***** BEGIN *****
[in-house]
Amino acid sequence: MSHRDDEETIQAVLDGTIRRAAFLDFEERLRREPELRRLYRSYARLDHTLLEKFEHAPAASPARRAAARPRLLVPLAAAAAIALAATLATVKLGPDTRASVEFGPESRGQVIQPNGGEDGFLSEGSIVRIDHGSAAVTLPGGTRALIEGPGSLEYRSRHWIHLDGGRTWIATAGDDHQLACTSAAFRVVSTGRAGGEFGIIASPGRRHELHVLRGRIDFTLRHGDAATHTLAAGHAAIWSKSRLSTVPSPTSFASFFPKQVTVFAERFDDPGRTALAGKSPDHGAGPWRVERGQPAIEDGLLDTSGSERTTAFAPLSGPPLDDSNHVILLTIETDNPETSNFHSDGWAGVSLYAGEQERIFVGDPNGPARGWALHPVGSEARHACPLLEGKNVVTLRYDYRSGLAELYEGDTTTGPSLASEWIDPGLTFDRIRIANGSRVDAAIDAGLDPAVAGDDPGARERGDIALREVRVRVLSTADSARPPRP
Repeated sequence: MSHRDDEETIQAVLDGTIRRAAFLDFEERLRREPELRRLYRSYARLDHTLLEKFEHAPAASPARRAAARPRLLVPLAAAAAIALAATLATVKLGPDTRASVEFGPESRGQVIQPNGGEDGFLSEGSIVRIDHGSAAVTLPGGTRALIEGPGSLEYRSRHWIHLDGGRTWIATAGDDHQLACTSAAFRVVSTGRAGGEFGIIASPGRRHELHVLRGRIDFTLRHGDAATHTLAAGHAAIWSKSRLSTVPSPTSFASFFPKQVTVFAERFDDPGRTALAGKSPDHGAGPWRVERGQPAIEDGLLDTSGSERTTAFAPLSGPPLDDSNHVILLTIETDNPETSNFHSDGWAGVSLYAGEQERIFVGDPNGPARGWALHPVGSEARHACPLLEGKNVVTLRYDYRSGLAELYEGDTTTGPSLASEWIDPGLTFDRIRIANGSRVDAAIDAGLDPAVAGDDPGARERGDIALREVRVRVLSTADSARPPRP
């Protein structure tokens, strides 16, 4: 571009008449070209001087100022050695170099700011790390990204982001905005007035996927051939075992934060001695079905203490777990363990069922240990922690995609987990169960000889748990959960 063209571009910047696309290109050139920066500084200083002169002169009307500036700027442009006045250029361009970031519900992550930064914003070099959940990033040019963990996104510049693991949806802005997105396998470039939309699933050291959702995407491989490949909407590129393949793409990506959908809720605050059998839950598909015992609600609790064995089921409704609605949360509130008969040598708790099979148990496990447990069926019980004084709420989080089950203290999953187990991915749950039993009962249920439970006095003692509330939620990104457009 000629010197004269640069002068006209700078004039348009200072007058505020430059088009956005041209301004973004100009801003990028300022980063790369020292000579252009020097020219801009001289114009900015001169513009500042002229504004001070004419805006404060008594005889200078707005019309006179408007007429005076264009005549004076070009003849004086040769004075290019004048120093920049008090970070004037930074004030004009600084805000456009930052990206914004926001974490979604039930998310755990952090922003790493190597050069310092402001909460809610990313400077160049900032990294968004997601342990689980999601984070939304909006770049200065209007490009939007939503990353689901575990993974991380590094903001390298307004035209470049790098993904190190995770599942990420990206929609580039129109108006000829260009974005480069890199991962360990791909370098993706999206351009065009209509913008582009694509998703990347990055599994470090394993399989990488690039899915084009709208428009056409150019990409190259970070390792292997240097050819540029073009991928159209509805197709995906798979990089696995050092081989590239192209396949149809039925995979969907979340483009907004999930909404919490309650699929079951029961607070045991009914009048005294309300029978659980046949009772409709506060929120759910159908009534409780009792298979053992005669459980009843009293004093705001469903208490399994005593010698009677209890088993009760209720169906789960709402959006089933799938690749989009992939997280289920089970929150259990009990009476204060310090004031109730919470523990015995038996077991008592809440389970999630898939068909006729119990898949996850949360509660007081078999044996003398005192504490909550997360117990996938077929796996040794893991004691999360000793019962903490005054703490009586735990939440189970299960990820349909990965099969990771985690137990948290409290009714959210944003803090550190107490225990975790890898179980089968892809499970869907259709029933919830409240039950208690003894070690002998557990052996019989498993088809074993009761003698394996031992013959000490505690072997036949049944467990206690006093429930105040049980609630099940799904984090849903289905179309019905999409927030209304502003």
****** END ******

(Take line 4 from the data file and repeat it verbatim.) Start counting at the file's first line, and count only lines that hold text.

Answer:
């Protein structure tokens, strides 16, 4: 571009008449070209001087100022050695170099700011790390990204982001905005007035996927051939075992934060001695079905203490777990363990069922240990922690995609987990169960000889748990959960 063209571009910047696309290109050139920066500084200083002169002169009307500036700027442009006045250029361009970031519900992550930064914003070099959940990033040019963990996104510049693991949806802005997105396998470039939309699933050291959702995407491989490949909407590129393949793409990506959908809720605050059998839950598909015992609600609790064995089921409704609605949360509130008969040598708790099979148990496990447990069926019980004084709420989080089950203290999953187990991915749950039993009962249920439970006095003692509330939620990104457009 000629010197004269640069002068006209700078004039348009200072007058505020430059088009956005041209301004973004100009801003990028300022980063790369020292000579252009020097020219801009001289114009900015001169513009500042002229504004001070004419805006404060008594005889200078707005019309006179408007007429005076264009005549004076070009003849004086040769004075290019004048120093920049008090970070004037930074004030004009600084805000456009930052990206914004926001974490979604039930998310755990952090922003790493190597050069310092402001909460809610990313400077160049900032990294968004997601342990689980999601984070939304909006770049200065209007490009939007939503990353689901575990993974991380590094903001390298307004035209470049790098993904190190995770599942990420990206929609580039129109108006000829260009974005480069890199991962360990791909370098993706999206351009065009209509913008582009694509998703990347990055599994470090394993399989990488690039899915084009709208428009056409150019990409190259970070390792292997240097050819540029073009991928159209509805197709995906798979990089696995050092081989590239192209396949149809039925995979969907979340483009907004999930909404919490309650699929079951029961607070045991009914009048005294309300029978659980046949009772409709506060929120759910159908009534409780009792298979053992005669459980009843009293004093705001469903208490399994005593010698009677209890088993009760209720169906789960709402959006089933799938690749989009992939997280289920089970929150259990009990009476204060310090004031109730919470523990015995038996077991008592809440389970999630898939068909006729119990898949996850949360509660007081078999044996003398005192504490909550997360117990996938077929796996040794893991004691999360000793019962903490005054703490009586735990939440189970299960990820349909990965099969990771985690137990948290409290009714959210944003803090550190107490225990975790890898179980089968892809499970869907259709029933919830409240039950208690003894070690002998557990052996019989498993088809074993009761003698394996031992013959000490505690072997036949049944467990206690006093429930105040049980609630099940799904984090849903289905179309019905999409927030209304502003």